University News

Brown EP hosts tech exec Joe Lonsdale

Given Lonsdale’s past relationship with student mentee, WiCS holds alternative event

Senior Staff Writer
Friday, April 22, 2016

Joe Lonsdale speaks to students at an event sponsored by the Brown Entrepreneurship Program. During his talk, Lonsdale discussed milestones in his career, ranging from interning at PayPal to founding his own company.

Updated April 24, 2016 at 8:25 p.m. 

Joe Lonsdale, founder of Palantir Technologies, Addepar and 8VC, spoke about his business experience and professional philosophy in a talk hosted by the Brown University Entrepreneurship Program Thursday afternoon in MacMillan Hall.

An event titled “Healthy Relationships in Your Workplace” was hosted by Women in Computer Science, a student organization, at the same time as Lonsdale’s talk.

Brown EP previously told a student that the event would be canceled after she expressed concerns over charges of sexual harassment and assault that a Stanford alum — who had been in an allegedly abusive relationship with Lonsdale while she was an undergraduate — filed against him last year. The charges were dropped in November, and Stanford lifted a ban that prohibited Lonsdale from campus grounds. Still, because Lonsdale was found to have violated the university’s code of conduct with regard to disclosing consensual mentor-student relationships, Stanford did not lift the temporary teaching and mentoring suspension it had imposed on him.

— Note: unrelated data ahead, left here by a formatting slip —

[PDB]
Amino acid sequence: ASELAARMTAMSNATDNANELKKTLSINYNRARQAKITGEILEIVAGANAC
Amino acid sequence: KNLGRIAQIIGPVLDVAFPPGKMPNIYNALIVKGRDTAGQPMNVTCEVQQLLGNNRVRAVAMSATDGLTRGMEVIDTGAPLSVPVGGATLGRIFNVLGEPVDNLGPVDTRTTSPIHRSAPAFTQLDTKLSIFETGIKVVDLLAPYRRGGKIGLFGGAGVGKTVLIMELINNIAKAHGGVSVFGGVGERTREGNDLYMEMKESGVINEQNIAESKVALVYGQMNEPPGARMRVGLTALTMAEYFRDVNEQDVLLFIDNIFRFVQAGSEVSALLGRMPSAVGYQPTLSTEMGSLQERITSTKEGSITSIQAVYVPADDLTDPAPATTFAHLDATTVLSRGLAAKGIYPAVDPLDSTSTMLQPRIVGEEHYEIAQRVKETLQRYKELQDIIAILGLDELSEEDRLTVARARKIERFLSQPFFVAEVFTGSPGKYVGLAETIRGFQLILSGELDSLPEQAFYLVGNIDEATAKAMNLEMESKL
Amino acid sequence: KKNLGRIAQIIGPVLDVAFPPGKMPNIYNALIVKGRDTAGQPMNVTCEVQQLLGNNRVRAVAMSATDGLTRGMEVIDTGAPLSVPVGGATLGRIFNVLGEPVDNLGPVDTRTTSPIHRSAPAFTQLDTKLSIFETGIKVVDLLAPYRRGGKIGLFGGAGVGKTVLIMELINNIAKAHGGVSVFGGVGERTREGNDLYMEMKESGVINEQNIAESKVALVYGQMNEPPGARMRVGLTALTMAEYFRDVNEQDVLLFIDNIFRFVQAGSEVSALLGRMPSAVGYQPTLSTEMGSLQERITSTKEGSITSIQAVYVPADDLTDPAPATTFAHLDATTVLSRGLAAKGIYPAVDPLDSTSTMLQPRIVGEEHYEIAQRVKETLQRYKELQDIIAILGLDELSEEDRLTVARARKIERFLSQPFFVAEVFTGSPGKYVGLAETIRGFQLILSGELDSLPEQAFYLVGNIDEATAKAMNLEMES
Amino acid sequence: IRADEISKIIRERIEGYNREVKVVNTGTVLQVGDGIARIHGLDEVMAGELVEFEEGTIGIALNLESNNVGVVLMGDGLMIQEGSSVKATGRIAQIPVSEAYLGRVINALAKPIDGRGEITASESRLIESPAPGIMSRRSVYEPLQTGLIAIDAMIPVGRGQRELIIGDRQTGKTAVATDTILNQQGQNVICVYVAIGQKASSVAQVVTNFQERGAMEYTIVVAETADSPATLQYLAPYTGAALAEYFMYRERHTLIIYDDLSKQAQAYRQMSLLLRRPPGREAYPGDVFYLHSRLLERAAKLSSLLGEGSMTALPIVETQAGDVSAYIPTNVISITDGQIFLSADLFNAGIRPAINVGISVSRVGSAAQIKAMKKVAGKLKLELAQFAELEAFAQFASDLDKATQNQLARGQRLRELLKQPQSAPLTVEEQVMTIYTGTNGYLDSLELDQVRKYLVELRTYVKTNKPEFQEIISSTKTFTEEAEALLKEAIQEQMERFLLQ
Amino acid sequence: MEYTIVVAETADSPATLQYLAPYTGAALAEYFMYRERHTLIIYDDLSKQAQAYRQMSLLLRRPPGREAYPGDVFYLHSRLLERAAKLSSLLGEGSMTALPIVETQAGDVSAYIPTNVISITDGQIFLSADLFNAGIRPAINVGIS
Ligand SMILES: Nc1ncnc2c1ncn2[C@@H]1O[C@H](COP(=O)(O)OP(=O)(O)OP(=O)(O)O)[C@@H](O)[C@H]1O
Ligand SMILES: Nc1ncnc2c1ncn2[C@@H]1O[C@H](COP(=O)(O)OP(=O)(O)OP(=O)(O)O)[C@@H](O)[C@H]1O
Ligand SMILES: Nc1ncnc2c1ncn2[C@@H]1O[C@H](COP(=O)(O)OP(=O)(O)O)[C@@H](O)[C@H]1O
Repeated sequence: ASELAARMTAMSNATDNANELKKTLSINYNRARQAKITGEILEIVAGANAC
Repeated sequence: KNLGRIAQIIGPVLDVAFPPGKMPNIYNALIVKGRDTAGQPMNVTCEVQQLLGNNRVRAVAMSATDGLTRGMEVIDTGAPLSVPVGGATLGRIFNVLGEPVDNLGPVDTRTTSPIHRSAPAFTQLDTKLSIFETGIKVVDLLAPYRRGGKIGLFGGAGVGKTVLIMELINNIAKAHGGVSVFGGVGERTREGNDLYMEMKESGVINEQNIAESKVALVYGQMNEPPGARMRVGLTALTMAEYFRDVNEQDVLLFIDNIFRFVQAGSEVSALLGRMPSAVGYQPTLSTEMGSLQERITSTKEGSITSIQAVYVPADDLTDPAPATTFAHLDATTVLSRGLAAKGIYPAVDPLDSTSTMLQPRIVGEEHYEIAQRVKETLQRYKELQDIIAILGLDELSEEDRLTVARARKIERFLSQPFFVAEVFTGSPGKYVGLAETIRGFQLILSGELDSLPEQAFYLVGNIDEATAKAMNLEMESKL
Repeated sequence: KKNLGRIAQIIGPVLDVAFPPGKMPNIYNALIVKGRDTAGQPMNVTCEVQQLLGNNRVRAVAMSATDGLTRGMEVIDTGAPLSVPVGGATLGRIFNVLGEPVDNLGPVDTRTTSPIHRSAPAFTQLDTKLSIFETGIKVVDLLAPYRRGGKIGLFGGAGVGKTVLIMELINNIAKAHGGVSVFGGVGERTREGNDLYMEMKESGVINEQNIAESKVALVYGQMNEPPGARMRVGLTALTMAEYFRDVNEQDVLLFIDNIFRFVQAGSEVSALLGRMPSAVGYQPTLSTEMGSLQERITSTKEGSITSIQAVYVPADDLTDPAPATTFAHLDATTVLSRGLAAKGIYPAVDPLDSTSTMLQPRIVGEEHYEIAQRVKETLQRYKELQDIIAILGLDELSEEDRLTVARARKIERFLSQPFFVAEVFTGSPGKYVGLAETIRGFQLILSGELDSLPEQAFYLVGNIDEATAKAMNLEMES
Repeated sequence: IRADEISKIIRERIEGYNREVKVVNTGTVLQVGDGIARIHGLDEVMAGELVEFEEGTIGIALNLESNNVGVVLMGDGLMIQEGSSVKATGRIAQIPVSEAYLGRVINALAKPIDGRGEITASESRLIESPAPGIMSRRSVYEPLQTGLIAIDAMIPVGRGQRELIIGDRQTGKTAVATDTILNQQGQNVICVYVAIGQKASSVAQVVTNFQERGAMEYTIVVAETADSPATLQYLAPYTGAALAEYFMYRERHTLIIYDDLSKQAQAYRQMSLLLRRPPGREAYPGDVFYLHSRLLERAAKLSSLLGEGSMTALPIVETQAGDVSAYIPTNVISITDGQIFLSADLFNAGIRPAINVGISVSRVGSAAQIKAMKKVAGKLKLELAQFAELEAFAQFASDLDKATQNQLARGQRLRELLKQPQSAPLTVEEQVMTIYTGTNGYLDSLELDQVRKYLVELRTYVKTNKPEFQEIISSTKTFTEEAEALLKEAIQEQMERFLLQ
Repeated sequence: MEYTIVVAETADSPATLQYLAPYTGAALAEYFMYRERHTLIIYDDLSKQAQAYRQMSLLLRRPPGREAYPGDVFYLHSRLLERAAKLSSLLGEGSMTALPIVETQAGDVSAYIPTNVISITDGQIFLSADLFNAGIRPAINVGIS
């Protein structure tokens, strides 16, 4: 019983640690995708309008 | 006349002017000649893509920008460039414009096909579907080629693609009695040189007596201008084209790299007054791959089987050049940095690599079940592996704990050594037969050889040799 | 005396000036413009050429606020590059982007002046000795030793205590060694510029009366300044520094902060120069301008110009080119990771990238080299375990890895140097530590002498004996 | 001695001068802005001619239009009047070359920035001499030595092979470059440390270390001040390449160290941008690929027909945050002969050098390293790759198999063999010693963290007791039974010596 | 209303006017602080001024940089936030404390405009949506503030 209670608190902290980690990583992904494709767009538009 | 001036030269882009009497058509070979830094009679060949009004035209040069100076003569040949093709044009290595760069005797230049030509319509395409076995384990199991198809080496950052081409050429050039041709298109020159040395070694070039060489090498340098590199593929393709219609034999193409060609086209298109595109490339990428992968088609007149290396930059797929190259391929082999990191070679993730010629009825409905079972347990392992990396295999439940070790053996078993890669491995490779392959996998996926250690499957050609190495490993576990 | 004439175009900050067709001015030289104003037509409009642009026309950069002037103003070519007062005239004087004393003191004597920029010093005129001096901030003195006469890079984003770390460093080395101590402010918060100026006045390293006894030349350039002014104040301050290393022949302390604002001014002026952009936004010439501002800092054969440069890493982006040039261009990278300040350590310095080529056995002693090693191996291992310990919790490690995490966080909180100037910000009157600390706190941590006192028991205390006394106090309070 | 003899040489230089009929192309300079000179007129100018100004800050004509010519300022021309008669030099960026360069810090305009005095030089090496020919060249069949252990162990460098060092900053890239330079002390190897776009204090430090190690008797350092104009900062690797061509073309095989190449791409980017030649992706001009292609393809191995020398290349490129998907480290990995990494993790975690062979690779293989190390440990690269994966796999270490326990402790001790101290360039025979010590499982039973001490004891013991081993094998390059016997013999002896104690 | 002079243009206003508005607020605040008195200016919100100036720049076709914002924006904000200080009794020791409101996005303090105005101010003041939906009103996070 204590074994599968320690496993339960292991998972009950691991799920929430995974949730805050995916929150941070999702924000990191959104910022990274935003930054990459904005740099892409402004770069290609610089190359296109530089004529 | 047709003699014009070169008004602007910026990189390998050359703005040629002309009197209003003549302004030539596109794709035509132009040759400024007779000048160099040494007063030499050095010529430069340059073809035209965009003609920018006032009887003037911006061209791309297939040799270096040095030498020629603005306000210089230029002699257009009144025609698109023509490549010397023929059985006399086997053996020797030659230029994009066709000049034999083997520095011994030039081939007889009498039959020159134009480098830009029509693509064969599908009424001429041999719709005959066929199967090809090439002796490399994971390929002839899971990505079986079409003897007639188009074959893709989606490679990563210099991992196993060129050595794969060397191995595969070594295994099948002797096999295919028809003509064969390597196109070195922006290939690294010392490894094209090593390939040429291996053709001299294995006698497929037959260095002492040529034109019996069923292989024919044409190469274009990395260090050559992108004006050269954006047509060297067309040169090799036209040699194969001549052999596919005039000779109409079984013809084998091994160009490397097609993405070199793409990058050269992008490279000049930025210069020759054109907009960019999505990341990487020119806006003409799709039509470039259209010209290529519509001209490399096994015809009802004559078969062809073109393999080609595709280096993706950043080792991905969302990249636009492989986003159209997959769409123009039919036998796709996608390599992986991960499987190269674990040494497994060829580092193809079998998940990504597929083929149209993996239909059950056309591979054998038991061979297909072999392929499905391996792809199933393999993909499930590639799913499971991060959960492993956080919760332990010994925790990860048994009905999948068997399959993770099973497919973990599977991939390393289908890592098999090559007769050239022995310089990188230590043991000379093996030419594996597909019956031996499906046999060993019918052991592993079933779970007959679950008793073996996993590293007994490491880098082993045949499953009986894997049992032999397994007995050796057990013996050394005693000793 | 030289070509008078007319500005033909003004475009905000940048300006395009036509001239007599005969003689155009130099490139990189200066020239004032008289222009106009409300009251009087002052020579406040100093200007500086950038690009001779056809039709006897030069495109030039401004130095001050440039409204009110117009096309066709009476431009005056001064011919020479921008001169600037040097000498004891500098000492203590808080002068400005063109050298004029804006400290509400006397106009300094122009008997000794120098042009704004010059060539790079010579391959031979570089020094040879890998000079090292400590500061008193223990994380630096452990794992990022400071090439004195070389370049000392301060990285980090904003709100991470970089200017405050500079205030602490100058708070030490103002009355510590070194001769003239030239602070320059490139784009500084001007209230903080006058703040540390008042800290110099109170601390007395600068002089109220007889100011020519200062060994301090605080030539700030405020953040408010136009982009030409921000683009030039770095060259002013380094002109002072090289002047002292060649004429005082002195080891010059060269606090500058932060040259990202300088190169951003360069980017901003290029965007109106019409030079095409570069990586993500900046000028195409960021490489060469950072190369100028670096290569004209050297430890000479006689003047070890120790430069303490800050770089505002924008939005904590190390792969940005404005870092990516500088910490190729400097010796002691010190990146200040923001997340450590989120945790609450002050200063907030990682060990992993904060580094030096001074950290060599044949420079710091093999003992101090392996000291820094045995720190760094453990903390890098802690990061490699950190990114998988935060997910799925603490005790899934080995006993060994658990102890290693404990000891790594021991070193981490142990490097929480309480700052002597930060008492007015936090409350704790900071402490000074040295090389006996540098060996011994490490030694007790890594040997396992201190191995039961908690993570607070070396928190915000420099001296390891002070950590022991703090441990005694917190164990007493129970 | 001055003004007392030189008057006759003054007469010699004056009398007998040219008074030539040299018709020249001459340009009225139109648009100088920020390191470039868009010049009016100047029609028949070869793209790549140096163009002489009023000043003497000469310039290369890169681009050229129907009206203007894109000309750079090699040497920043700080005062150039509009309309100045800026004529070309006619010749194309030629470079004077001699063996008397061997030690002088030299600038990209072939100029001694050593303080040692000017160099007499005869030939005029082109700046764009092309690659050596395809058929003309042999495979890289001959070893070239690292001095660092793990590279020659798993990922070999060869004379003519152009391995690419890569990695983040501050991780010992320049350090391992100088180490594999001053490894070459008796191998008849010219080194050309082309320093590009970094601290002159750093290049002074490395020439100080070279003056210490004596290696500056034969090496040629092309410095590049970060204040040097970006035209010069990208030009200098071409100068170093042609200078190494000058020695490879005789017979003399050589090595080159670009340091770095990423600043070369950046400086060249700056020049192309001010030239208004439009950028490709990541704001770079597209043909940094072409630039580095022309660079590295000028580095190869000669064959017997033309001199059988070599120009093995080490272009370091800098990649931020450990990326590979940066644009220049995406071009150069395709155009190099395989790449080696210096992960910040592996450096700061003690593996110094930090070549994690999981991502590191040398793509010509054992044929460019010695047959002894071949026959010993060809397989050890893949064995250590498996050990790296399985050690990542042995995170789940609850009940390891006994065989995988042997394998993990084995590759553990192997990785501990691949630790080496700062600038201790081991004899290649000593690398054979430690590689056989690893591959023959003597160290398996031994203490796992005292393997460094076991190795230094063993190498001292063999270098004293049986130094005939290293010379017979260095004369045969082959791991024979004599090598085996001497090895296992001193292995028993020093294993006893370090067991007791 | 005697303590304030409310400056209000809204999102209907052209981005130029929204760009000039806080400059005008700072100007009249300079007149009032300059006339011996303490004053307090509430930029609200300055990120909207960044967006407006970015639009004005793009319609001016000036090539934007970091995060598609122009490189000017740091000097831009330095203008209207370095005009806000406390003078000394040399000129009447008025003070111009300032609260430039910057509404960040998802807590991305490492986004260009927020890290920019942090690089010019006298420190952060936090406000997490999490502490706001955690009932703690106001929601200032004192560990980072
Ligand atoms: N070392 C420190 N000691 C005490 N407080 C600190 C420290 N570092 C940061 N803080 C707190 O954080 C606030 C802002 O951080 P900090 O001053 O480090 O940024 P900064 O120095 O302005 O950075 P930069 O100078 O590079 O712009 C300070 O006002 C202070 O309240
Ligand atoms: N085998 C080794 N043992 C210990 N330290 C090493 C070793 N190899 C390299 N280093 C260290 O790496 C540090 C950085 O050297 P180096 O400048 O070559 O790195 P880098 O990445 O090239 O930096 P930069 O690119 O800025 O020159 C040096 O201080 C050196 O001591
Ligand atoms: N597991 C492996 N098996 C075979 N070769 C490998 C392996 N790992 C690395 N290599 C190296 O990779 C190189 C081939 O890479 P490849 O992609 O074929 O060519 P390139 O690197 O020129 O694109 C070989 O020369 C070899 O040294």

After consulting with administrators and other campus groups, Brown EP decided to go forward with the event, The Herald previously reported.

“A few misguided activists may have had some issue, but we didn’t see them and would have been happy to educate them if we had,” wrote Anthony Ghosn, Lonsdale’s chief of staff, in an email to The Herald.

Ghosn also told The Herald that the University’s Title IX Office and the Department of Computer Science condoned the event.

“The CS department did not take a position (on the event),” wrote Amy Greenwald, associate professor of computer science, in an email to The Herald.

The University and the Title IX Office “neither approved this event or asked the students to cancel it,” wrote Brian Clark, director of news and editorial development, in an email to The Herald. In accordance with Brown’s Statement on Academic Freedom for Faculty and Students, the University does not interfere in the invitation of speakers to campus “unless there is a clear threat to safety created by the circumstances of an event, which had not been determined to be the case for this event.”

Emily Schell ’16, founder and co-coordinator of Stand Up! at Brown, a student organization that works to combat sexual assault at Brown, helped to organize the WiCS event, along with members of WiCS and “other concerned individuals throughout the University,” she said.

Stand Up! was disappointed by Brown EP’s choice to continue with the event after students within and outside of the computer science department raised their concerns, Schell said. Considering the way Lonsdale used his position as a mentor at Stanford, “people feel very uncomfortable inviting him to campus in a sort of similar mentorship capacity,” she added.

The WiCS event featured Gail Cohee, director of the Sarah Doyle Women’s Center and associate dean of the College and Sara Matthiesen, postdoctoral fellow in American Studies and the Title IX Office, as well as advocates from Sexual Health and Assault Resources and Education, a University-run group.

Because some students were uncomfortable attending the Brown EP event and members of WiCS were interested in discussing the matter of mentor-mentee relationships, “it just happened to be a great time to have that conversation,” said a coordinator from WiCS, who asked to remain anonymous for fear of potential professional repercussions. The program did not include any discussion of Lonsdale.